Starting the upgrade in


The second displayed only the option to start the Windows 10 upgrade process after searching for updates using Windows Update (again with no option to stop the process).

    Your upgrade to Windows 10 is ready.

    You need to restart your Pc to being the installation. This might take a while, but we'll let you know when it's done.


Both are reported by the creator of GWX Control Panel, a free program for Windows to block the upgrade to Windows 10 on user systems.
****

****
Workarounds

There is a couple of things that affected users can do to prevent the upgrade from happening in first place.

1. Stop the Windows Update Service. While this blocks the upgrade for the time being, it is not the best solution as it blocks you from receiving updates for your operating system.
2. Use System Restore to revert back to a previous system state. This is one of the better options provided that a System Restore point is available. To run System Restore, tap on the Windows-key, type cmd and hit enter. Type rstrui.exe and hit enter again to open the System Restore interface on the system. System Restore is not turned on by default on newer versions of Windows.
3. Restore a backup or system snapshot that you have created with third-party programs.

So why is this happening?

It is unclear right now how widespread the enforcement of the upgrade is and whether it is a bug, test or on-purpose turning of the screws by the company in an effort to get more systems upgraded to Windows 10.

To give Microsoft the benefit of the doubt, it is possible that this is a bug that is affecting only some systems. While that is not really reassuring to affected users, I find it unlikely that Microsoft enforces upgrades to a new version of Windows without user consent.
****

Also at ZDNet:
I've come across unconfirmed reports that using System Restore to take the system back to a point before September 15 will get people out of the jam, although the fly in the ointment here is that Windows 8.1 no longer generates automatic restore points by default, and they can only be created manually.

Only last month it was revealed that Microsoft was quietly downloading the Windows 10 installer files -- many gigabytes in size -- to users who had not asked for the, just in case they decided they wanted to upgrade.

It seems that Microsoft is desperate to get laggards who are still running Windows 7 and Windows 8 onto Windows 10, but there's a fine line between being enthusiastic about a new operating system and behaving like you own every PC running Windows, and I think that in this case that line has been crossed.

ID: 64893 · Report as offensive
Profile Jord
Volunteer tester
Help desk expert
Avatar

Send message
Joined: 29 Aug 05
Posts: 14626
Netherlands
Message 64895 - Posted: 15 Oct 2015, 15:24:27 UTC - in response to Message 64894.  

Do not install (KB3035583) (GWX), again, or it will change back the regkeys to allow W10 upgrade again.

Actually, half of those registry keys aren't installed by KB3035583 but by others. I know, because even though I have the 11th version of KB3035583 installed, I have nothing in HKEY_LOCAL_MACHINE\SOFTWARE\Microsoft\Windows\CurrentVersion\WindowsUpdate\OSUpgrade

I do have OSUpgradeState (value 1) and OSUpgradeStateTimeStamp in HKEY_LOCAL_MACHINE\SOFTWARE\Microsoft\Windows\CurrentVersion\WindowsUpdate\OSUpgrade\State

Also, if you truly do not want to have the Windows 10 installation, you'd better use KB3083710 (update for KB3065987) on Windows 7 or KB3083711 (update for KB3065988) on Windows 8.1 to add the Turn off the upgrade to the latest version of Windows through Windows Update option in Local Group Policy Editor->Computer Configuration->Administrative Templates->Windows Components->Windows Update.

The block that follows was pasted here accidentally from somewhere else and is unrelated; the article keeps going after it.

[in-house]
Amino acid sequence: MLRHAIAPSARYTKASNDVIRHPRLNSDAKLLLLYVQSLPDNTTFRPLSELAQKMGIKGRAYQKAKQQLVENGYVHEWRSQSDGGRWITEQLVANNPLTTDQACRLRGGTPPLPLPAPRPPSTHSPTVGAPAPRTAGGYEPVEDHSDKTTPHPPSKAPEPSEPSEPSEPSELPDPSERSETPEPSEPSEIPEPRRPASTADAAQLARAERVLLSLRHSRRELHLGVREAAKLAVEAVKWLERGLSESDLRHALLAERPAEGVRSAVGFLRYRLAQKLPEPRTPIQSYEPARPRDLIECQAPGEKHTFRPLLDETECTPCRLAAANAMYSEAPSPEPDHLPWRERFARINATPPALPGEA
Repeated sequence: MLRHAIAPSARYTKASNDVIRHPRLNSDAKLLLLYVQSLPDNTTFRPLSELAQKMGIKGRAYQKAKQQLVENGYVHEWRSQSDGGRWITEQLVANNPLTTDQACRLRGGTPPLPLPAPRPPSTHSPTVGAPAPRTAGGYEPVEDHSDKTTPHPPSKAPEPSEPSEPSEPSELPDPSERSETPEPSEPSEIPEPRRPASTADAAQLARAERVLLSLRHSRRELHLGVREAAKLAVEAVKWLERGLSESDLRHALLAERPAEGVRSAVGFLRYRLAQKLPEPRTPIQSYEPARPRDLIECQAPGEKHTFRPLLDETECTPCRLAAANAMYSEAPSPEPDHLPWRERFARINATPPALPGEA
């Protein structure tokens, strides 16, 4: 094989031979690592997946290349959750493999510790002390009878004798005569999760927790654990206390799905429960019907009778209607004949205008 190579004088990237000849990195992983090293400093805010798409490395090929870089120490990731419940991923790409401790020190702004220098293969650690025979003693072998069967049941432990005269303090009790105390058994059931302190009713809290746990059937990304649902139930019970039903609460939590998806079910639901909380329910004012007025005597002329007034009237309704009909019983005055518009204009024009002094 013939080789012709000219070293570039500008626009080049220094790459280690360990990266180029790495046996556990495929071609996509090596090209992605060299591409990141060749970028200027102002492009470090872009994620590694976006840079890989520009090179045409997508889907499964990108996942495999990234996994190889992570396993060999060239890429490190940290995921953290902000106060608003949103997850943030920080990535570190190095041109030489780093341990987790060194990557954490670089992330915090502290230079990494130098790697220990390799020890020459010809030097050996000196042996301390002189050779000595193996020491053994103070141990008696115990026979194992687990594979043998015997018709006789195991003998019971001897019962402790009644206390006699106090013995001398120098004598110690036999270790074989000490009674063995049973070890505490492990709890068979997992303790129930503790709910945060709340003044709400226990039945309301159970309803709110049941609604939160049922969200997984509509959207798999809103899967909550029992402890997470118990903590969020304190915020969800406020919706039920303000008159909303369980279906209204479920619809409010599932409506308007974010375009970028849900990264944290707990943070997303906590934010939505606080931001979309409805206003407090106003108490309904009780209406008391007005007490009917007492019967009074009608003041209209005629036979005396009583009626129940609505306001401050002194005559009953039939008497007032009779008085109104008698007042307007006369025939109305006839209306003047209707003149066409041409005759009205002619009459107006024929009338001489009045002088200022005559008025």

Enables or disables the upgrade to the latest version of Windows through Windows Update.

If you enable this setting, Windows Update will not offer you an upgrade to the latest version of Windows.

If you disable or do not configure this setting, Windows Update might offer an upgrade to the latest version of Windows.

ID: 64895 · Report as offensive
Profile Jord
Volunteer tester
Help desk expert
Avatar

Send message
Joined: 29 Aug 05
Posts: 14626
Netherlands
Message 64897 - Posted: 15 Oct 2015, 16:23:23 UTC - in response to Message 64896.  
Last modified: 15 Oct 2015, 16:24:17 UTC

Could you please not quote the whole text to then add a little ditty at the bottom? Totally unnecessary since you're the next person answering. Please cull your quote, or use the Reply button instead. Any next such posts I will remove.

As for Home editions not being able to use gpedit, they can add the register key directly into the register.

To do so, open regedit from the Windows Search.
navigate to HKLM\SOFTWARE\Policies\Microsoft\Windows\WindowsUpdate and add a Dword (32bit) value named DisableOSUpgrade, value 1. The name requires the capitalization within the word.
ID: 64897 · Report as offensive
Profile Jord
Volunteer tester
Help desk expert
Avatar

Send message
Joined: 29 Aug 05
Posts: 14626
Netherlands
Message 64899 - Posted: 15 Oct 2015, 16:44:13 UTC - in response to Message 64898.  
Last modified: 15 Oct 2015, 16:46:49 UTC

As if I didn't know how to use regedit.

There are more people reading here than you. And they may not know what to do with regedit.
ID: 64899 · Report as offensive
David S
Avatar

Send message
Joined: 15 Jan 13
Posts: 766
United States
Message 64900 - Posted: 15 Oct 2015, 17:01:59 UTC - in response to Message 64899.  

As if I didn't know how to use regedit.

There are more people reading here than you. And they may not know what to do with regedit.

I know what regedit is, but I'm not about to go messing with it on my own. I want very specific and clear instructions, and then I will apply my judgment.
signature
ID: 64900 · Report as offensive
1 · 2 · Next

Message boards : The Lounge : Techy Matters

Copyright © 2021 University of California. Permission is granted to copy, distribute and/or modify this document under the terms of the GNU Free Documentation License, Version 1.2 or any later version published by the Free Software Foundation.